9. Damn… i am 18 nd like any typical teenager i thought that the cafe by day nd bar by night is the best business to be a part of . Thank you for showing the reality of this business to me.

  10. Best one yet! I've been to The Rustic in Dallas and San Antonio and they're both great and very popular.

  11. Listen guys, I’ve been watching since your first episode. This one is by far your best. Transparent, informative, practical, and solid editing. Not enough people are doing videos/podcasts on ‘unsexy’ businesses. Keep it up. Also really liked your video with the refurbished RV business.

  12. Great video, dispelled a lot of myths about investing in bars and restaurants in 15 mins. Can't wait for the next one.

  13. Why the fuck is this channel stuck at 1k views only ??
    Is the algorithm not catching
    Maybe you guys should try clickbait for once – like 100K in 3days ! or Millionaires try investing

  14. Hey guys, not sure if you’re able to share this but just wondering how much it cost to purchase your two bars/restaurant? Cheers.

  15. I'm always looking for new entrepreneur/investing type channels to follow, and I'm really excited to have found one with local Dallas investors. The videos are really well done, can't wait to see more. Keep it up guys!

  16. Invest in restaurants . . Especially . . . Because women are to sorry to cook anymore . . . . They're scared they will break a fingernail . . . And most wouldn't even know how to cook . . . But yet they can deepthroat a light pole . . . . Women today only worry about what man there going to lay up with this week . . . And what man is going to play there kids daddy this week . . . . And what man is going take them out to eat this week . . . . Restaurants are going to make millions of dollars more now a days because women are not going to cook . . . So restaurants and microwaves are all women know anymore . . . So it's a very smart to invest in restaurants and microwaves . . . Women will make sure of that .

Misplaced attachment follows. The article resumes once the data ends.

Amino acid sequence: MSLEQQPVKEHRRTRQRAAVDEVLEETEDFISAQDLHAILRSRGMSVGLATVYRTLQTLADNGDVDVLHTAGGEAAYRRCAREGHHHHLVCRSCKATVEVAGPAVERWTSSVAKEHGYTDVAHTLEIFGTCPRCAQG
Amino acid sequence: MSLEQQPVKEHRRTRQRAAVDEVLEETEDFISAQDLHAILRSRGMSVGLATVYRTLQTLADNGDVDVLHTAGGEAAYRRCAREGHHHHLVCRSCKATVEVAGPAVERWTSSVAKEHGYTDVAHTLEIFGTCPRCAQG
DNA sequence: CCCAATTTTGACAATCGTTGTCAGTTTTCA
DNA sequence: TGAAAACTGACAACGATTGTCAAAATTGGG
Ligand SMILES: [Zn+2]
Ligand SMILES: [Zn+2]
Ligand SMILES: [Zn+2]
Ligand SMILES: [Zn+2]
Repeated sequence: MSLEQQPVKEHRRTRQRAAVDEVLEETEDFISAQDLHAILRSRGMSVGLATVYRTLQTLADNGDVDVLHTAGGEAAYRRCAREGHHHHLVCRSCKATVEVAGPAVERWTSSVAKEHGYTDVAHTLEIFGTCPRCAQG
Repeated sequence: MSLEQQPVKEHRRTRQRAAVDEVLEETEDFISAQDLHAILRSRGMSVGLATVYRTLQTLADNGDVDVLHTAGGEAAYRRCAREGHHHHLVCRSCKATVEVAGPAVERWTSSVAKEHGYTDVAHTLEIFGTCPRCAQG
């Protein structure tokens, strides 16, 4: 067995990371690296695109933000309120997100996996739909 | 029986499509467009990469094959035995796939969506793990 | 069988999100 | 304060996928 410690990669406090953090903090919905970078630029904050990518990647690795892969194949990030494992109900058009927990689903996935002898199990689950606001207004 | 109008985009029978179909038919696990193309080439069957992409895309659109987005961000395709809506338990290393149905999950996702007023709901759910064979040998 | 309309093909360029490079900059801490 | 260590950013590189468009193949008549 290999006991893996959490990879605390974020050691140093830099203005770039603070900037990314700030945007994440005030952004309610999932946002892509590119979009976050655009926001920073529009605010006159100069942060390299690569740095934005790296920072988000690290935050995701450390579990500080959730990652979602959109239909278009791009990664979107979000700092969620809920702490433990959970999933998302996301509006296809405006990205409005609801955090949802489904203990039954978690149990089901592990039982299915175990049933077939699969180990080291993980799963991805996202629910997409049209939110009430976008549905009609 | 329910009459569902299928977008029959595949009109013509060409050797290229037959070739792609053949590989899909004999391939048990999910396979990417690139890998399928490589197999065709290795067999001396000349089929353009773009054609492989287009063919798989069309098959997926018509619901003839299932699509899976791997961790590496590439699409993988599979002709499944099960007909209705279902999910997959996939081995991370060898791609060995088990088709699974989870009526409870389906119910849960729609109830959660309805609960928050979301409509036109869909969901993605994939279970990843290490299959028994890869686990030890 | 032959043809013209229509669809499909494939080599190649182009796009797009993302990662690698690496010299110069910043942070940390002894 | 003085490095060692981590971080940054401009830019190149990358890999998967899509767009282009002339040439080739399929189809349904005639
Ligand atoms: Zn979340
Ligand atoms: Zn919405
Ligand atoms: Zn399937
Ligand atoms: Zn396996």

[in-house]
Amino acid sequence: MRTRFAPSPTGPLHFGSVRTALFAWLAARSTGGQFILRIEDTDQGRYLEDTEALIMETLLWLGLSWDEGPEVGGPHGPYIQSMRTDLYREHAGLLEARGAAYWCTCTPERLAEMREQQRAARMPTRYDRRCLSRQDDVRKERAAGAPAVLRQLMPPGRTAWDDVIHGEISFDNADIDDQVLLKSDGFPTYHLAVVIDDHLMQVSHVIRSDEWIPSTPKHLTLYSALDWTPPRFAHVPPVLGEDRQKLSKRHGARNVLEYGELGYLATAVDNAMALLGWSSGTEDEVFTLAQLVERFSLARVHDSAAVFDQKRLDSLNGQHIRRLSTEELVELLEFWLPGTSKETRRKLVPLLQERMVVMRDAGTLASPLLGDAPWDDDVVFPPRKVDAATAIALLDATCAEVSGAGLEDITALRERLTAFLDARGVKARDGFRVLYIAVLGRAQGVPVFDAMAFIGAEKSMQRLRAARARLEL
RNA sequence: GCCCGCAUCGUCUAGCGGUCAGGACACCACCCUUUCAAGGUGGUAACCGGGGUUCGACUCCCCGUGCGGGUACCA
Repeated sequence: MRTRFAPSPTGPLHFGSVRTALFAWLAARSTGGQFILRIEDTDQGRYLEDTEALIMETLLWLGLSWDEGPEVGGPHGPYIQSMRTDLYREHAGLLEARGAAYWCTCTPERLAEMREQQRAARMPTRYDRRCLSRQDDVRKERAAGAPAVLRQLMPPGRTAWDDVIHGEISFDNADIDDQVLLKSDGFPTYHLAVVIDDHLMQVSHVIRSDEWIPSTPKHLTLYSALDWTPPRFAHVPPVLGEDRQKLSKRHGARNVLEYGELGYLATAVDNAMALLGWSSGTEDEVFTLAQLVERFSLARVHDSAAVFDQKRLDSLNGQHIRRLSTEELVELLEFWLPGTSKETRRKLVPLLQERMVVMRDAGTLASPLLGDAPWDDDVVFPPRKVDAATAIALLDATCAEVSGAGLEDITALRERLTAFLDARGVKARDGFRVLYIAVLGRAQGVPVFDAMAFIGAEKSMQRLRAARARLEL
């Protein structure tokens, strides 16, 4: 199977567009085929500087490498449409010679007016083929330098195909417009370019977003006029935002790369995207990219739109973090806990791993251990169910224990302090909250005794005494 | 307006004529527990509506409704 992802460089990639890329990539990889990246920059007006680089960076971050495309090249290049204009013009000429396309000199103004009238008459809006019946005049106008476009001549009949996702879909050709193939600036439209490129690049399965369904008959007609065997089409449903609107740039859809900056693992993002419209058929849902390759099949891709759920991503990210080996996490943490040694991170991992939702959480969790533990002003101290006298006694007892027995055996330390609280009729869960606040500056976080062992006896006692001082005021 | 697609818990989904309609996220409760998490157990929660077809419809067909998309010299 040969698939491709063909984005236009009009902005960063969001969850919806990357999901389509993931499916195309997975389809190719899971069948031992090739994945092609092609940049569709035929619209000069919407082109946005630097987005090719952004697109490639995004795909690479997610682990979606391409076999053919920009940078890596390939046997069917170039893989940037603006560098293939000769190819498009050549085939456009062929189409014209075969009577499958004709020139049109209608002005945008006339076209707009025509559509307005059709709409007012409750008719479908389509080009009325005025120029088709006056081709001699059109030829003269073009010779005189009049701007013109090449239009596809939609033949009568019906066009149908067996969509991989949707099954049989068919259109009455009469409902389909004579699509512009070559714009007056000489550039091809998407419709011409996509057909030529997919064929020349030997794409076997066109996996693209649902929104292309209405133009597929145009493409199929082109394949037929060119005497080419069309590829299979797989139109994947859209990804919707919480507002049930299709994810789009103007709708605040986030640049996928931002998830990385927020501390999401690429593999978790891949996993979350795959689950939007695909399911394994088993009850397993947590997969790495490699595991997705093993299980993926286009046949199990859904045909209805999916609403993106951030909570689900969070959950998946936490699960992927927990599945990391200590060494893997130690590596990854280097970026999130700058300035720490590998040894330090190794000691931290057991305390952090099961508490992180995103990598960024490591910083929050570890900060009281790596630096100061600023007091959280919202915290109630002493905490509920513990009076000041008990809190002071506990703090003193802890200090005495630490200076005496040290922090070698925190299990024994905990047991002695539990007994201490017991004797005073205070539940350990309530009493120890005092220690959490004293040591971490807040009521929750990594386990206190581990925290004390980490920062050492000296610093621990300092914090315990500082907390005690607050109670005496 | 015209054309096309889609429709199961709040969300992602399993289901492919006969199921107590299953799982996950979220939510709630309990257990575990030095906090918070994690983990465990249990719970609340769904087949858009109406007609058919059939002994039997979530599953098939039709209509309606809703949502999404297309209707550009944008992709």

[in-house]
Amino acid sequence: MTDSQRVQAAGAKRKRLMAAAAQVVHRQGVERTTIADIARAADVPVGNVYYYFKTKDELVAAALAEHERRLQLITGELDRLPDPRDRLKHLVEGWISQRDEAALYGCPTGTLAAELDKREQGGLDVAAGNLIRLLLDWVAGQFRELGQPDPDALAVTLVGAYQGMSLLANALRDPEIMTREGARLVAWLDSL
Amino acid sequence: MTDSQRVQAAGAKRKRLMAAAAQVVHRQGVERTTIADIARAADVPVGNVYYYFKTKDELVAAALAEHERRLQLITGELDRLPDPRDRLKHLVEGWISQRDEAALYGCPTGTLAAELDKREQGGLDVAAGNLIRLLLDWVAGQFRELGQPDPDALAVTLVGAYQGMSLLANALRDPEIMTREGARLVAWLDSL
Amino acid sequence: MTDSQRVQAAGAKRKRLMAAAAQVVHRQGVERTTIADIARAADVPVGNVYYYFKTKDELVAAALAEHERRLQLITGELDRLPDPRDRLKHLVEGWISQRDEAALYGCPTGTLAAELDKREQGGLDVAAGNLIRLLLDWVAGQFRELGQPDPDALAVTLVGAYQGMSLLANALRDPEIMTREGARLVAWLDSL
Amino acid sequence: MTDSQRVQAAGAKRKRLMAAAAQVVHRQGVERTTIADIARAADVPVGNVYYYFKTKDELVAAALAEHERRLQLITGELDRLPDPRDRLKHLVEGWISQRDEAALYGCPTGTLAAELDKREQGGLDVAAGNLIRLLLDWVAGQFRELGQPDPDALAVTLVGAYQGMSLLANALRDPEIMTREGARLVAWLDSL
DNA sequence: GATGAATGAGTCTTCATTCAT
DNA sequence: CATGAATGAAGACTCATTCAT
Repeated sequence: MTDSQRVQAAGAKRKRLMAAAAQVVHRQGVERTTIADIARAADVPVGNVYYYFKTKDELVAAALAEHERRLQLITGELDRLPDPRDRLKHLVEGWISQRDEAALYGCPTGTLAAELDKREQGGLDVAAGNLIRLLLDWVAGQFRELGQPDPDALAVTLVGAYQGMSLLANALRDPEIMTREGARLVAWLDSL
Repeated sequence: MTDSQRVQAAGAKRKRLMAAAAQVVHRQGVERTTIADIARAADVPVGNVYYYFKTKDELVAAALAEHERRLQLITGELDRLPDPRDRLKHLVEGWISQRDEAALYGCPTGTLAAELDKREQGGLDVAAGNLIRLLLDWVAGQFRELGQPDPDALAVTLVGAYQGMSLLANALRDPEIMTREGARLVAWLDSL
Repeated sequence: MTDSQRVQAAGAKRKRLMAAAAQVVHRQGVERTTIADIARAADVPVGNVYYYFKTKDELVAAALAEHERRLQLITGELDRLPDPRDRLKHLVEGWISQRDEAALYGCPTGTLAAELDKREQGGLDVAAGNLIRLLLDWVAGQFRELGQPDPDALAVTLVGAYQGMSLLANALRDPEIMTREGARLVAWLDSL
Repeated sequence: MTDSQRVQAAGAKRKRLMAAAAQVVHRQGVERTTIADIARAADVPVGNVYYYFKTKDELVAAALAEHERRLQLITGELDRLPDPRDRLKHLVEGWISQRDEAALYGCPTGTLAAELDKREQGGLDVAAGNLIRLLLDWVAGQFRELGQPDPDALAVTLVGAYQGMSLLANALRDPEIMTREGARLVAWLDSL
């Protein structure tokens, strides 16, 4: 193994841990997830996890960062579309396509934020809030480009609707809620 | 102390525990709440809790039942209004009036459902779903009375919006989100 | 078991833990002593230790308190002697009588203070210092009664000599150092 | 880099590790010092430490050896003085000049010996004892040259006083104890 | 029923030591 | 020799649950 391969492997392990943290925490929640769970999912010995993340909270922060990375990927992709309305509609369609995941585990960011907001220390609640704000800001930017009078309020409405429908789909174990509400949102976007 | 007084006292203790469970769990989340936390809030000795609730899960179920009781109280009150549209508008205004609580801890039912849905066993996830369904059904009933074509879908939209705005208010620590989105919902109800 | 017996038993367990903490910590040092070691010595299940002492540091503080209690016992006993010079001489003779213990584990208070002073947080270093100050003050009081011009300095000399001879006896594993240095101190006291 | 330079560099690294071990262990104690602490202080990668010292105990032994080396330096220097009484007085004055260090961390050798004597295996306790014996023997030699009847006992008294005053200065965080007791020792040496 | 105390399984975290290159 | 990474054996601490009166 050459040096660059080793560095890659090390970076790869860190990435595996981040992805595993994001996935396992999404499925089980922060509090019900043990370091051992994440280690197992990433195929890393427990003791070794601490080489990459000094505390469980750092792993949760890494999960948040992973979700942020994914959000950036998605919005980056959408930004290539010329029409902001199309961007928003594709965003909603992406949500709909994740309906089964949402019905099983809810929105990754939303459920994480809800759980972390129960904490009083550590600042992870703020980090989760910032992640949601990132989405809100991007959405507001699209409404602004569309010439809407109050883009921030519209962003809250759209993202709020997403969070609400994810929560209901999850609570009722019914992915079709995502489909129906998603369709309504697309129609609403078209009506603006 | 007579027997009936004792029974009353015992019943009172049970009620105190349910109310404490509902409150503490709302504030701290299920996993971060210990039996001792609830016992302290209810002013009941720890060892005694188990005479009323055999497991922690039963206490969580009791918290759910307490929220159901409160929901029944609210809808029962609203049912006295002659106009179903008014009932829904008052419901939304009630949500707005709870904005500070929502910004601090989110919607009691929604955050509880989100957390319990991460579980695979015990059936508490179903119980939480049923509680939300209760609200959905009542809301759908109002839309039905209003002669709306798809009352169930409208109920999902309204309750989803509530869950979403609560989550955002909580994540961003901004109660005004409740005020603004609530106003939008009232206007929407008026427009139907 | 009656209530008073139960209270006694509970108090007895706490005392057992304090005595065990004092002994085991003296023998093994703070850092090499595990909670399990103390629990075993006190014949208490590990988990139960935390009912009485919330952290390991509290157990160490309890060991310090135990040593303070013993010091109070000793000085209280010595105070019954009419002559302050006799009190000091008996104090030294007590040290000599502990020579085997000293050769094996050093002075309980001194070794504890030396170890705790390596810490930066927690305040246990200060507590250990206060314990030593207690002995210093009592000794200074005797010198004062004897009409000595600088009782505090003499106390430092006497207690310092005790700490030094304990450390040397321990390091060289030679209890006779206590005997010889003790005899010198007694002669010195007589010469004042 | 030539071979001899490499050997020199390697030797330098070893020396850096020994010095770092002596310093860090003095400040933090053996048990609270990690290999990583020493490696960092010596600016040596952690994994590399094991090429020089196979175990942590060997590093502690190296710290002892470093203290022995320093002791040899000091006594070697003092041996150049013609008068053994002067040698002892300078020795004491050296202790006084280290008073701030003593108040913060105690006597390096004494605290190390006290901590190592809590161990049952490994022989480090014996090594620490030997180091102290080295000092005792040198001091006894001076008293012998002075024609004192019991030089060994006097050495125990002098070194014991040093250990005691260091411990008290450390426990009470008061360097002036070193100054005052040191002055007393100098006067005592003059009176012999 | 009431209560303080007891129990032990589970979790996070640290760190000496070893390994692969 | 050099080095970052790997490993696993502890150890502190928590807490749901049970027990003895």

17. You guys knocked this out of the park. Will be sharing on our personal and Restaurant/Bar page so they understand we aren't worth a billion dollars. What a great video, and will definitely be stopping by next time we are in Dallas to show some support. Now how do we get in on this Rustic Investment, the one in Houston is killing it, plus it would be cool to hangout with Pat Green. Cheers Fellas

  18. I have been in the restaurant industry for 20 years and is totally true is a BITCH! On wheels the margin if you run it effectively is around 10% net profit sometimes something goes sour for any reason and you can be in red numbers faster than you can figure it out.

  19. Absolutely love the hustle bustle business of the restaurant bar biz but understand the high risk. I feel like my risk tolerance has been incredibly impeded by having so many kids and people relying on me. Oh to be in my 20 & 30s again. Growing up sucks.

  20. Fucking idiots , 3000 dollars to deliver,clean and fold a napkin ? 60+ employees ? You dont know shit about how to spend money right and cutting costs do you ? You waste time on youtube making a video on how others shouldn't make YOUR mistakes ?! You have no clue how much money you wasted in useless costs . Idiots

  21. I WOULD NEVER take advice from idiots who spend 3000$ A month to clean napkins. When there are soooooo many other options to cut that cost and focus on priorities. 60 employees?!??! Ridicolous !

  22. I lived in London ,the most expensive city in the world . I know AND WORKED in luxury restaurants who dont spend 3000 a month to dry clean fucking napkins, they have Cotton BEAUTIFUL napkins , and they take it to the LAUNDRYMAT EVERY WEEK . 2 LARGE LAUNDRIES + DRYING + FOLDING THE NAPKINS FOR US COSTS 20 EUROS . 20 EUROS IN TOTAL !!!! TO WASH, DRY , FOLD. INSTEAD OF 60 EMPLOYEES YOU COULD HAVE 20 GOOD ONES WHO ARE FAST, PROACTIVE . AND I SHOULD LISTEN TO YOU?!?!??! A COUPLE OF IDIOTS WHO WASTE MONEY IN NAPKINS AND TIO MANY EMPLOYEES ?!?! SHUT UP

  23. Cheers from Spain!!
    Don’t know how this channel only have 37k subscribers that’s a shame.
    Amazing content, keep it up.